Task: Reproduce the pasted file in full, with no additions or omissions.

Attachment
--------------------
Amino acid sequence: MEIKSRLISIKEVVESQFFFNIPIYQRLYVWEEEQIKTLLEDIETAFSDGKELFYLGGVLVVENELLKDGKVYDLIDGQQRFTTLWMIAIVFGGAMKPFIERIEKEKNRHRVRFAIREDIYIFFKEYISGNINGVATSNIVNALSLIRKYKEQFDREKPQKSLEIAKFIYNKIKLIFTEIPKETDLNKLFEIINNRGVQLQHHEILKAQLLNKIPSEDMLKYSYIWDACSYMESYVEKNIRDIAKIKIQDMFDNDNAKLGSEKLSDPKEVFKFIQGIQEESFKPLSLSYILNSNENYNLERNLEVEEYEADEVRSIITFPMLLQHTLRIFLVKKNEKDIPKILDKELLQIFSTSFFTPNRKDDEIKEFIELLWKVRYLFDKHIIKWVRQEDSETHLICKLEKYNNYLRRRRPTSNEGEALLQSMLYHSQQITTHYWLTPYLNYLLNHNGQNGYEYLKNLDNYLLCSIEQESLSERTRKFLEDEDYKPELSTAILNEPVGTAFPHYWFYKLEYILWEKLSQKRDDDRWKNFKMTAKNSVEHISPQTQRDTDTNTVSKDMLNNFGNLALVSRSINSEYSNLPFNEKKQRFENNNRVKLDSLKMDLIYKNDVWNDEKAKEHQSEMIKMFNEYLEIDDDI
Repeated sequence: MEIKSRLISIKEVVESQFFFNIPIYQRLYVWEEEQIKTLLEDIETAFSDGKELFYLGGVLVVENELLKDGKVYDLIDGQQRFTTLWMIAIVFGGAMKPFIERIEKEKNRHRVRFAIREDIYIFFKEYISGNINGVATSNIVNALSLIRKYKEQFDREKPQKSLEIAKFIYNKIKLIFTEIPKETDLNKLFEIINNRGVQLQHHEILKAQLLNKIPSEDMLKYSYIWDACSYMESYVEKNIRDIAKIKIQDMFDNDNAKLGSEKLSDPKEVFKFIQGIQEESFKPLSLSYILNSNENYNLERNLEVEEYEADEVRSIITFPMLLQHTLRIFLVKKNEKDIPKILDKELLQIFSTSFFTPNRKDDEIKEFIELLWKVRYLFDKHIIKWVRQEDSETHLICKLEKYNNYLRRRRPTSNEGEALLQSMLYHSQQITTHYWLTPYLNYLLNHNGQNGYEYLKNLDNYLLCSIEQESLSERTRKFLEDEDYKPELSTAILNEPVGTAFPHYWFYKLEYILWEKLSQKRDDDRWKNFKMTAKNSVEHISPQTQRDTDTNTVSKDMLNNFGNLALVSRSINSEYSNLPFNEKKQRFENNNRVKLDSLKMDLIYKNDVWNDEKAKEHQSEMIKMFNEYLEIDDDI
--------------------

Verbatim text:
Amino acid sequence: MEIKSRLISIKEVVESQFFFNIPIYQRLYVWEEEQIKTLLEDIETAFSDGKELFYLGGVLVVENELLKDGKVYDLIDGQQRFTTLWMIAIVFGGAMKPFIERIEKEKNRHRVRFAIREDIYIFFKEYISGNINGVATSNIVNALSLIRKYKEQFDREKPQKSLEIAKFIYNKIKLIFTEIPKETDLNKLFEIINNRGVQLQHHEILKAQLLNKIPSEDMLKYSYIWDACSYMESYVEKNIRDIAKIKIQDMFDNDNAKLGSEKLSDPKEVFKFIQGIQEESFKPLSLSYILNSNENYNLERNLEVEEYEADEVRSIITFPMLLQHTLRIFLVKKNEKDIPKILDKELLQIFSTSFFTPNRKDDEIKEFIELLWKVRYLFDKHIIKWVRQEDSETHLICKLEKYNNYLRRRRPTSNEGEALLQSMLYHSQQITTHYWLTPYLNYLLNHNGQNGYEYLKNLDNYLLCSIEQESLSERTRKFLEDEDYKPELSTAILNEPVGTAFPHYWFYKLEYILWEKLSQKRDDDRWKNFKMTAKNSVEHISPQTQRDTDTNTVSKDMLNNFGNLALVSRSINSEYSNLPFNEKKQRFENNNRVKLDSLKMDLIYKNDVWNDEKAKEHQSEMIKMFNEYLEIDDDI
Repeated sequence: MEIKSRLISIKEVVESQFFFNIPIYQRLYVWEEEQIKTLLEDIETAFSDGKELFYLGGVLVVENELLKDGKVYDLIDGQQRFTTLWMIAIVFGGAMKPFIERIEKEKNRHRVRFAIREDIYIFFKEYISGNINGVATSNIVNALSLIRKYKEQFDREKPQKSLEIAKFIYNKIKLIFTEIPKETDLNKLFEIINNRGVQLQHHEILKAQLLNKIPSEDMLKYSYIWDACSYMESYVEKNIRDIAKIKIQDMFDNDNAKLGSEKLSDPKEVFKFIQGIQEESFKPLSLSYILNSNENYNLERNLEVEEYEADEVRSIITFPMLLQHTLRIFLVKKNEKDIPKILDKELLQIFSTSFFTPNRKDDEIKEFIELLWKVRYLFDKHIIKWVRQEDSETHLICKLEKYNNYLRRRRPTSNEGEALLQSMLYHSQQITTHYWLTPYLNYLLNHNGQNGYEYLKNLDNYLLCSIEQESLSERTRKFLEDEDYKPELSTAILNEPVGTAFPHYWFYKLEYILWEKLSQKRDDDRWKNFKMTAKNSVEHISPQTQRDTDTNTVSKDMLNNFGNLALVSRSINSEYSNLPFNEKKQRFENNNRVKLDSLKMDLIYKNDVWNDEKAKEHQSEMIKMFNEYLEIDDDI